Wednesday, November 23, 2011

Computer Fraud and Abuse Should Be RICO Predicate Act: Department of Justice

This posting was written by Mark Engstrom, Editor of CCH RICO Business Disputes Guide.

In a statement before a House Judiciary subcommittee on November 15, a U.S. Department of Justice official proposed amending the federal RICO statute to make violations of the Computer Fraud and Abuse Act (CFAA) a RICO predicate act.

Richard Downing, Deputy Section Chief for Computer Crime and Intellectual Property, testified before the House Judiciary Subcommittee on Crime, Terrorism and Homeland Security. In his prepared statement, Downing emphasized the importance of addressing more targeted, sophisticated, and serious cyber crime and cyber intrusions.

According to Downing, computer technology has become a key tool of organized crime, which now:

(1) Hacks into public and private computer systems, including systems key to national security and defense;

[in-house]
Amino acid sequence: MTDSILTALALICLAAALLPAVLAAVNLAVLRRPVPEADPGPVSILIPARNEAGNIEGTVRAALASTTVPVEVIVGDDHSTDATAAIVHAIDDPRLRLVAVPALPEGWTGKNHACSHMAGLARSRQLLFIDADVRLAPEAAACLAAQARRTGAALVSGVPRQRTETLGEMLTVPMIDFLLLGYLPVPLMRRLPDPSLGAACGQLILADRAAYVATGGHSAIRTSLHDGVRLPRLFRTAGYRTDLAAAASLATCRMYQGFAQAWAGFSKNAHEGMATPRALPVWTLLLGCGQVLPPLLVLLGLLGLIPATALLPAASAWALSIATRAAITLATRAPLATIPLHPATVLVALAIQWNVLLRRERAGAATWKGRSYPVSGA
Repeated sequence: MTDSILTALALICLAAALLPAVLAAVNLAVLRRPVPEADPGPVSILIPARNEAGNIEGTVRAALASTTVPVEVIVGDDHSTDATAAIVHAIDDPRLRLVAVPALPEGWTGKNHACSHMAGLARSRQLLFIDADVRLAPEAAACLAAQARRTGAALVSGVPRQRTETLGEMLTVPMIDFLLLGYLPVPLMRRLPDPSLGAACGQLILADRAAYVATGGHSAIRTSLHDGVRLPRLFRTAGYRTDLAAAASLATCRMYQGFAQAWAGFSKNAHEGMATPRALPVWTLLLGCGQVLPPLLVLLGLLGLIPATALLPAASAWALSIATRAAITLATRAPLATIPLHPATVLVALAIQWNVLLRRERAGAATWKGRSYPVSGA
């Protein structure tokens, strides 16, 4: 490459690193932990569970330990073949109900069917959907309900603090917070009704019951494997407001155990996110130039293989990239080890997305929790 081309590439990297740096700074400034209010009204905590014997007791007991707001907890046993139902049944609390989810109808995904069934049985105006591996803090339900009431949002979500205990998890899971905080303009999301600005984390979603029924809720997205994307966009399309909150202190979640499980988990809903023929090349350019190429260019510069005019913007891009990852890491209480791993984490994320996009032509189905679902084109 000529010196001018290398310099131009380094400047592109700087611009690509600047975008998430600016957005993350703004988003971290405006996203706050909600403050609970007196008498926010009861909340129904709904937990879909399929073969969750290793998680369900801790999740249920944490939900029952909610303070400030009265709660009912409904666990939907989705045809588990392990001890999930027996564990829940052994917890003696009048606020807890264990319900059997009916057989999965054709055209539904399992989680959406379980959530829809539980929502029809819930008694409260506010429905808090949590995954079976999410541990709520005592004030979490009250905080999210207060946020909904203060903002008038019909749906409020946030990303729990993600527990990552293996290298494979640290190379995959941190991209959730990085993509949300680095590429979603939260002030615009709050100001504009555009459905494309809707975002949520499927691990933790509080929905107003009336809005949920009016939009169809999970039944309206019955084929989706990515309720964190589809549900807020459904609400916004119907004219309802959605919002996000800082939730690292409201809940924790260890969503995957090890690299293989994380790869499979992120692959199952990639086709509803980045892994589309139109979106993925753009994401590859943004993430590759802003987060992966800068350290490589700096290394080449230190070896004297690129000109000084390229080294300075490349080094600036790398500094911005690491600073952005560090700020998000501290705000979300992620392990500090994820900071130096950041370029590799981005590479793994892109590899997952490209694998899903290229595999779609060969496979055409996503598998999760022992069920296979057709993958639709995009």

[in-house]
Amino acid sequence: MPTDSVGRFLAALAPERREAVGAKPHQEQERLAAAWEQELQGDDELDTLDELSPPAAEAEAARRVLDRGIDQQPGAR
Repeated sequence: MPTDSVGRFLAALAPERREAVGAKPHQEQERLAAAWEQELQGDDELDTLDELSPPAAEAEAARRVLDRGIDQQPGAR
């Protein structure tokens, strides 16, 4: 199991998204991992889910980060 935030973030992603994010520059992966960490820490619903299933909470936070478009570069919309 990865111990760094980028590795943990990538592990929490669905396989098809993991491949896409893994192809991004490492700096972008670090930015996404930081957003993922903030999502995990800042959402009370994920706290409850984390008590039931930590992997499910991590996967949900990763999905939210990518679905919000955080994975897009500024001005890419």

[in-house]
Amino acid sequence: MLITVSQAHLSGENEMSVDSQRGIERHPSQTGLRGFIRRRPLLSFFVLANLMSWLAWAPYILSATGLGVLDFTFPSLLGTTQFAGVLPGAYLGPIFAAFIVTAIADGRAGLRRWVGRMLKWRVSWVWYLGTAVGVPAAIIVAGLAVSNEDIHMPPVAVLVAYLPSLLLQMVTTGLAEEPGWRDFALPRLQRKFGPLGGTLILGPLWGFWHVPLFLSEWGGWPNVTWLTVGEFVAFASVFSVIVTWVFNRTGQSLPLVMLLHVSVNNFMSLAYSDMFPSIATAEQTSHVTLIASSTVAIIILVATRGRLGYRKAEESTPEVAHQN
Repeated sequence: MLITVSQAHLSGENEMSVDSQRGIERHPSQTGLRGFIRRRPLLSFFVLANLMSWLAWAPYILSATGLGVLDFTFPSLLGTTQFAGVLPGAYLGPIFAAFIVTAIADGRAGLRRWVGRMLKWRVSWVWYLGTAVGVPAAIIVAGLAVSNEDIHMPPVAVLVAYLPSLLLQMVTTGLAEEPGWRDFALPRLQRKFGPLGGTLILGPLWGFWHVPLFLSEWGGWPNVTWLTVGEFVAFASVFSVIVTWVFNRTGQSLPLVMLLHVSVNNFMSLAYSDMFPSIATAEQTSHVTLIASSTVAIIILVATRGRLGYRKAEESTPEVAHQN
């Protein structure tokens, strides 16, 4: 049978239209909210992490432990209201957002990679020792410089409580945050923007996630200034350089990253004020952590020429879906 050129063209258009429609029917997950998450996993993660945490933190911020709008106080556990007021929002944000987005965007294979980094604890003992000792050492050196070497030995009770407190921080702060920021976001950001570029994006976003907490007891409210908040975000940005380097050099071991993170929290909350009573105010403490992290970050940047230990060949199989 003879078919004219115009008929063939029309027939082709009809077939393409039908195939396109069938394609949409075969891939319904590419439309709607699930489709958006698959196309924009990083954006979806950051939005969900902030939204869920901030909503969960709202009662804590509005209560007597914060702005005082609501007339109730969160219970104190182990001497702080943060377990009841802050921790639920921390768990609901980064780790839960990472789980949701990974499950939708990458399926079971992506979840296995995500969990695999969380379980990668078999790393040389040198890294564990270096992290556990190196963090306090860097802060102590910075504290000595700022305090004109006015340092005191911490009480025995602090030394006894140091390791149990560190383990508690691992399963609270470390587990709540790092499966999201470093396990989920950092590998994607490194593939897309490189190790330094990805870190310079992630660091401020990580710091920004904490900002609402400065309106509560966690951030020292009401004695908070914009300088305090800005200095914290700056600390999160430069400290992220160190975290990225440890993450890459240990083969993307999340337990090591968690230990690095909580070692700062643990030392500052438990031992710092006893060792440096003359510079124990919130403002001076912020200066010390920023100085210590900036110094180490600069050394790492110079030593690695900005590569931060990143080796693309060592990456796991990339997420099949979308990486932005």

(2) Hijacks computers for the purpose of stealing identity and financial information;

(3) Extorts lawful businesses with threats to disrupt computers; and

(4) Commits a range of other cyber crimes.
The Obama administration has taken significant steps to ensure that the American people, businesses, and governments build better protections against cyber threats, he said.

“Through this ongoing work, it has become clear that our Nation cannot improve its ability to defend against cyber threats unless certain laws that govern cybersecurity activities are updated, including the Computer Fraud and Abuse Act.”

RICO Predicate Act

Among the changes proposed by the Department of Justice is making CFAA offenses subject to the Racketeering Influenced and Corrupt Organizations Act.
Downing urged Congress to update the RICO statute because RICO could be an effective tool to fight criminal organizations that use the Internet to commit their crimes.

“The Administration’s proposal would simply make clear that malicious activities directed at the confidentiality, integrity and availability of computers should be considered criminal activities under the RICO statute,” the official noted.

Downing’s statements were issued as part of a broader proposal to update the CFAA, including amendments to ramp up sentencing and other penalties, furnish better tools for investigators and prosecutors, and provide enhanced deterrence for malicious activity directed at critical infrastructure.

The full text of Downing’s statements is available here on the Department of Justice website.

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